Based on the story of the injured, then resurgent filly, Mariah’s Storm, this film strikes a chord by offering its viewers a glimpse of the seedy underbelly of racing along with its magnificence and beauty. Protagonist Cale Crane, played convincingly by a young Dakata Fanning, is a character everyone can get behind as the familiar theme of inspired little girl enamored with a horse is given a unique twist in this movie. Kurt Russell and Kris Kristofferson also deliver strong efforts as the father and grandfather of Crane (Fanning). Dreamer is another film that evokes emotion, inspiration and investment in its premise from audiences. Who doesn’t love a great underdog/comeback story? The film is enhanced by the poetic motif repeated throughout: “You are a great champion/When you ran, the ground shook/The sky opened, and mere mortals parted/Parted the way to victory/Where you’ll meet me in the winner’s circle/Where I’ll put a blanket of flowers on your back.”
#4: National Velvet, 1944
This classic, technicolor film was selected for preservation by the United States National Film Registry in 2003 and remains a truly great movie that transcends its subject matter. Starring Elizabeth Taylor, who plays a 12 year-old horse-lover from Sussex, England named Velvet Brown, the film tells the story of the young girl’s unlikely aquisition of a highly-spirited gelding called The Pie. The two make an improbable journey to the Grand National steeplechase where affirmation, recognition and self-discovery await them.
#3: Let It Ride, 1989
While most films in the horse racing genre focus on other aspects of track life, this cult classic focuses on the betting experience through the lens of cab driver, turned gambler Jay Trotter, played by Richard Dreyfuss. Trotter enjoys a dizzying run of success by parlaying a tip into a small fortune. The allure, adrenaline and fun of betting horses is captured in this film even if the protagonist’s good fortune is too improbable to be believed. This element of fantasy, however, allows the film to explore its primary theme of the precarious nature of good-fortune in life. Ask ten horse players their favorite racing flick and most will land on this one.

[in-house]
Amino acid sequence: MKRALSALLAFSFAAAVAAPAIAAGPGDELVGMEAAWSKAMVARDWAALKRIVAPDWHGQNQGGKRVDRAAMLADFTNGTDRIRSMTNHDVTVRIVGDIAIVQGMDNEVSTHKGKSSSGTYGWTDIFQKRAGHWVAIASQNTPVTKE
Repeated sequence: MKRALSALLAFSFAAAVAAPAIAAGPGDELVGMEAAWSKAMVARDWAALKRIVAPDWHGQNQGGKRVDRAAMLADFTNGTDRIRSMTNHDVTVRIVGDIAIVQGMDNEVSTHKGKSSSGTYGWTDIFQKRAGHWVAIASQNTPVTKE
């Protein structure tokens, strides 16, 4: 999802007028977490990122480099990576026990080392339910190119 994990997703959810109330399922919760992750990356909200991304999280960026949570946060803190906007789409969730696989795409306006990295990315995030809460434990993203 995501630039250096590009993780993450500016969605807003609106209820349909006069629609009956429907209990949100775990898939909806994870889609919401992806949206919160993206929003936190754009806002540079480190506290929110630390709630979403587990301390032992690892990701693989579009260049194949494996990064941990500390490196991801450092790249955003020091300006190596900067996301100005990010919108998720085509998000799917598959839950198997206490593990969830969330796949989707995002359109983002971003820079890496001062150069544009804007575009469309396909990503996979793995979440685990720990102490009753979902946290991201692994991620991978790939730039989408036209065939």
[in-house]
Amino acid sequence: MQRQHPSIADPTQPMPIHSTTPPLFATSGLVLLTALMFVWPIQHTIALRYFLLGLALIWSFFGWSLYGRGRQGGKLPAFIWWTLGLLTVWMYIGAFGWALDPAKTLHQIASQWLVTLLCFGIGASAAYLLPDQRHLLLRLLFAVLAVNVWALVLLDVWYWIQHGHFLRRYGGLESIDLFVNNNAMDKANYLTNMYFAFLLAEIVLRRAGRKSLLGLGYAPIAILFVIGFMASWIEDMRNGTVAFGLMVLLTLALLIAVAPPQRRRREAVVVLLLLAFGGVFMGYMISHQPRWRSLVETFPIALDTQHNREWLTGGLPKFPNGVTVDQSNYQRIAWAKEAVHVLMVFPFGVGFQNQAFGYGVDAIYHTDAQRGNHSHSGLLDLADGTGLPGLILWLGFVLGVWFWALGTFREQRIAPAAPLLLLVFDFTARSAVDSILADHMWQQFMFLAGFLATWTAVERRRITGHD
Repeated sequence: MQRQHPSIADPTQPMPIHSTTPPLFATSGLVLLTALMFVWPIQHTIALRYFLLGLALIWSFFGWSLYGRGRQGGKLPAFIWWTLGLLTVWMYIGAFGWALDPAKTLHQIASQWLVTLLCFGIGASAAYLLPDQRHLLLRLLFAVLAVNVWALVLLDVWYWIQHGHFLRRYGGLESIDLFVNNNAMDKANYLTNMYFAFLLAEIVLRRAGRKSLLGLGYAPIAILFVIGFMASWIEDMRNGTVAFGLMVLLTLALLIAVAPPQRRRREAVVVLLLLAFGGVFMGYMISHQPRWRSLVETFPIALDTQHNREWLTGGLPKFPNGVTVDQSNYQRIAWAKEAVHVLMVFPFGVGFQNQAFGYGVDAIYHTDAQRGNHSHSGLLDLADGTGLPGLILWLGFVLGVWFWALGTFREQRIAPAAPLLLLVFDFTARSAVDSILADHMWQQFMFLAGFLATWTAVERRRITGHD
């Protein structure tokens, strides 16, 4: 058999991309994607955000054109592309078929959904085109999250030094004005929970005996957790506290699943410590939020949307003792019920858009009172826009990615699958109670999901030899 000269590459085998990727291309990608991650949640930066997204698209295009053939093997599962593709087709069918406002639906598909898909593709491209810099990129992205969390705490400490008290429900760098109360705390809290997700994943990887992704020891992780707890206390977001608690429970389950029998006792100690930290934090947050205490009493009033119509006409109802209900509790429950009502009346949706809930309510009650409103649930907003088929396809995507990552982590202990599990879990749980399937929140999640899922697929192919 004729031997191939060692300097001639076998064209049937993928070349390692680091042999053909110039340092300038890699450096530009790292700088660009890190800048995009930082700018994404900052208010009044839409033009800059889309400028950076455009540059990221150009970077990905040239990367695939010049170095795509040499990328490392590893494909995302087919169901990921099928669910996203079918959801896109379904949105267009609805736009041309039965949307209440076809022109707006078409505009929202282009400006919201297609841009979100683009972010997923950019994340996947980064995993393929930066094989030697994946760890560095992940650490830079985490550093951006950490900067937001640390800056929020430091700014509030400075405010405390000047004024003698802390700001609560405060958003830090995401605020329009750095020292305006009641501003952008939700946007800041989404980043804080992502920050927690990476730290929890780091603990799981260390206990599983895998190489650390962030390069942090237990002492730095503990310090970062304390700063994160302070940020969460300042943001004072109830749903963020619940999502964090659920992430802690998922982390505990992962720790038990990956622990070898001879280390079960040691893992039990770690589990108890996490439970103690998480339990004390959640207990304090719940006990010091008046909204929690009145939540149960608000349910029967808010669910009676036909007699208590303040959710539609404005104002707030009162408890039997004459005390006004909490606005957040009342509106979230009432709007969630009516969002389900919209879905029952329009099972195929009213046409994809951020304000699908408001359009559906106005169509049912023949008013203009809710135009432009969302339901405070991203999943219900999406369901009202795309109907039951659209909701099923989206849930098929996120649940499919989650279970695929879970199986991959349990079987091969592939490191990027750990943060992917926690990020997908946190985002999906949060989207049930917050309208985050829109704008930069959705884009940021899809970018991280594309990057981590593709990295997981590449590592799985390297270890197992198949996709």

#2: Phar Lap: Heart of a Nation, 1983
This Australian film is a must-see for those who enjoy docudramas in the vein of Seabiscuit. Phar Lap, an all-time great thoroughbred who won 37 of 51 starts in three countries, had a career that was as interesting and mysterious as it was successful. Phar Lap’s primary accomplishments came in Australia, but the superstar was American-owned and eventually made his way to Mexico and the famed Agua Caliente Racetrack where he set a track record in the Caliente Handicap – a race that was offered for the largest purse of any run in North America at the time. The film tells the complete story of Phar Lap’s rise to prominence and the troubles that followed the mighty horse, including his attempted murder and the mysterious circumstances of his death.
#1: Seabiscuit, 2003
If there is a horse racing epic, this is it. The biggest commerical success of any racing film, this critically acclaimed piece provides a thorough, meaningful, and lively treatment of one of horse racing’s most transcendent stars. This compelling story tells how a horse no one wanted changes the lives of a heart-broken owner, downtrodden jockey and tough-luck trainer, while giving a nation suffering through the Great Depression something to believe in. Set during an era when horse racing was still an national obsession, Seabiscuit the movie and Seabiscuit the horse, are pieces of important pieces of American culture.